Clean Cargo Donau: A thought experiment with some practical tests

It has been known since the ancient Greeks that the best way to move something heavy is to float it on a barge. This can be experienced by holding a large boat in calm water with no wind; it is remarkable easy to move the boat around with some small, consistent force. This is not so easy to do when the boat is on the ground, as you can easily test as well.

The Danube Clean Cargo project has changed shape a few time but has come down to the form of a thought experiment with some practical experiments to settle a few details. The question that arose was that of regional supplies and deliveries, logistics and systems for food. Along the Danube river from Linz there is the Eferdinger basin, a flood plain that has excellent soil and is one of the mainstays for vegetables and other foods coming into the city. Currently this food is brought into the city with trucks and vans for distribution either to supermarkets or for direct delivery.

Map collage of our planned route

Our speculation was: how would this work if the artery for delivery was the Danube? How could this work? Would it make any sense at all, from energy, employment, timing and other points of view?

One way to investigate this speculation would be quantitative, to read a few numbers from certain websites about the energy requirements of certain vehicles, multiply these with weights of food and delivery lengths to come up with a few numbers about fuel use, electricity use, time use and any other easily measurable numerical quantities. Another course of action would be qualitative, to interview and work together with people in the industry to see how they do it, plan it, how it would interfere with their techniques, planning, processes and heuristics. Yet another would be experiential, to do the whole thing and find out how it works by embedding ones self in the process in an imagined future.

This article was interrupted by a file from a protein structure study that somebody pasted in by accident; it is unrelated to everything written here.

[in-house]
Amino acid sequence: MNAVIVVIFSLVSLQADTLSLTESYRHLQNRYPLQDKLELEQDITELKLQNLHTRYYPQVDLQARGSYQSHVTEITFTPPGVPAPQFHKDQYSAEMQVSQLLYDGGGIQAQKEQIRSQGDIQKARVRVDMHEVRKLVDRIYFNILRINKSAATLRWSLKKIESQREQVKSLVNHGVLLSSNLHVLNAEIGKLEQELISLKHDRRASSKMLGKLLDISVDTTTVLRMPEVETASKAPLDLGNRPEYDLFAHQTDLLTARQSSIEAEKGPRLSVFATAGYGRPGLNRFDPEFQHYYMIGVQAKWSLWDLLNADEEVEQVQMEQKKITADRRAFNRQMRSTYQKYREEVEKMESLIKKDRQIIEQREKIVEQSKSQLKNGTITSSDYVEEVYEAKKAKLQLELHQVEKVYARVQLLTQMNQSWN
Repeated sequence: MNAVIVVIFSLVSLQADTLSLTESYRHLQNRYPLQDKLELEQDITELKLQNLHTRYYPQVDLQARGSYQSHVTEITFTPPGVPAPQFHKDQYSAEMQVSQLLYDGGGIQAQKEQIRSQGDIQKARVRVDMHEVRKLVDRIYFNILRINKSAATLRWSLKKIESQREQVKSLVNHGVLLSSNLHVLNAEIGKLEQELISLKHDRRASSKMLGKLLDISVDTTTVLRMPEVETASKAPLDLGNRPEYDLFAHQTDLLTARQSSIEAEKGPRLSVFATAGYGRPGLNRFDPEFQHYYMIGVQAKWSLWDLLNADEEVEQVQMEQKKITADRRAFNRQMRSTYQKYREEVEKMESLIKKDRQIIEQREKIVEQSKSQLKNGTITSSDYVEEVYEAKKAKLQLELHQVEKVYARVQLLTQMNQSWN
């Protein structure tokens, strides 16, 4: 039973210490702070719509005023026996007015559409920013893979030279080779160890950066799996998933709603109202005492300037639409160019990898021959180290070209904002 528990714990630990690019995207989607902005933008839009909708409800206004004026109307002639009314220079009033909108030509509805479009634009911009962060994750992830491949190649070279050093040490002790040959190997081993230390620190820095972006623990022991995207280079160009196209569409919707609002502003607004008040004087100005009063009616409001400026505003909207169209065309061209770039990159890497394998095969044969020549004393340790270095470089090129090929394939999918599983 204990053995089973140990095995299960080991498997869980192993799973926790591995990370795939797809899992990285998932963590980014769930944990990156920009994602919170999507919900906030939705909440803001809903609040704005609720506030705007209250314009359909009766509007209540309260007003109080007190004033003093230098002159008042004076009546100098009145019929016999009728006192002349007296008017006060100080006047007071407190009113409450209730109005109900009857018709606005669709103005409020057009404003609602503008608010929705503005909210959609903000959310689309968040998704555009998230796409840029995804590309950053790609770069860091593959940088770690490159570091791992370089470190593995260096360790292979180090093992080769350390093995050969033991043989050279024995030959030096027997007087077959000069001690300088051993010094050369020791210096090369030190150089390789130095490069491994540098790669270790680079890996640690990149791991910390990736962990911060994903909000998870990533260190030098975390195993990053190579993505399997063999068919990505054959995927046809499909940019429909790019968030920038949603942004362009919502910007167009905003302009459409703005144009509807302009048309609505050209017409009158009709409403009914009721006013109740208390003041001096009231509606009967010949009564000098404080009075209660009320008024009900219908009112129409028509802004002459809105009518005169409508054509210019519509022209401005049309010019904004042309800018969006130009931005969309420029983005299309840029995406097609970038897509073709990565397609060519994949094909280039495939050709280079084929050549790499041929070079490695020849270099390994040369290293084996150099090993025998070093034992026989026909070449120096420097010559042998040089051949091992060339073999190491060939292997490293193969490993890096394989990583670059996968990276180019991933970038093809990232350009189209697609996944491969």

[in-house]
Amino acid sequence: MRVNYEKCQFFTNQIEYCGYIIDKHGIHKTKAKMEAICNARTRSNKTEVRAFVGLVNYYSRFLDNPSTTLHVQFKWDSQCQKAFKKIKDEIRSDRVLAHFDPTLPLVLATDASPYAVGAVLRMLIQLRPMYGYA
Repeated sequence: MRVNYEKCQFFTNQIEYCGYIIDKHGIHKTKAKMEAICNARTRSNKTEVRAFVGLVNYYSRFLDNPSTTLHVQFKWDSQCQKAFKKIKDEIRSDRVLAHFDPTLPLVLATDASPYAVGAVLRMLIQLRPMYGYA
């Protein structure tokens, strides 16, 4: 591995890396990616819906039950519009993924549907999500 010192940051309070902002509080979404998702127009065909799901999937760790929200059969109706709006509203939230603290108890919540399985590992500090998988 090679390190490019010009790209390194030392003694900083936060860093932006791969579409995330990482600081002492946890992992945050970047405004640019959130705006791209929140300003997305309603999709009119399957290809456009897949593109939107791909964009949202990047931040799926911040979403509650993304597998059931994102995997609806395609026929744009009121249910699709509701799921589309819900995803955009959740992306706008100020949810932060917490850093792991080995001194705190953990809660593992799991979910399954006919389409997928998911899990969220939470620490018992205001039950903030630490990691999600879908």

Being who we are, we chose all three. More is sometimes still more.

Previously and further, we investigated the possibilities of freight on the Danube from a legal and administrative perspective: what would we need to do in order to create a legal sail-electric delivery enterprise along the river. Interactions with legalities, such as the Tree Identity project from FoAM, can be a powerful and insightful way to look into the hegemonies of decision making in which we live. The legalities, policies, financial and other support for various enterprises creates ways of action for all participants, and are often created with the assistance of entrenched interests, lobby groups, friends’ advice and all the other aspects of political reality that have got us to where we are. It turned out to be neither particularly complicated or expensive to create a small, green cargo enterprise, and such a structure, once created, continues to exist without too much work or expense.

As part of this we had legally registered a small boat as a freighter capable of carrying up to 500kg of cargo. Not much compared to Tres Hombres or the Avontuur, much less compared to river barges such as Revolution and completely insignificant compared to a container ship or an ore train. But it was a thing, a stick in the sand, a position of reference. We looked at how to carry the standard vegetable boxes used throughout Europe, how to stack, secure, shade and cool them, moved cleats and deck equipment, planned movement and loading paths across the tiny deck.

Then we started talking to people doing this work already. Vegetable coops, vegetable box deliverers and solidarity farmers, e-trike deliveries in the city, bicycle trailer users, designers and builders. We spent time discussing storage areas for deliveries, as a community supported agriculture might not want to deliver each box to each customer directly. We spoke to people who deliver individual and individuated boxes of vegetables and other supplies to house doorsteps. We talked about trailer systems to allow various riders to deliver supplies, compared to using a customised trike with secure systems to avoid losing control in the wind, rain or snow. The use of boxes, evaporative cooling, ice bricks and other ways to avoid wilting the produce.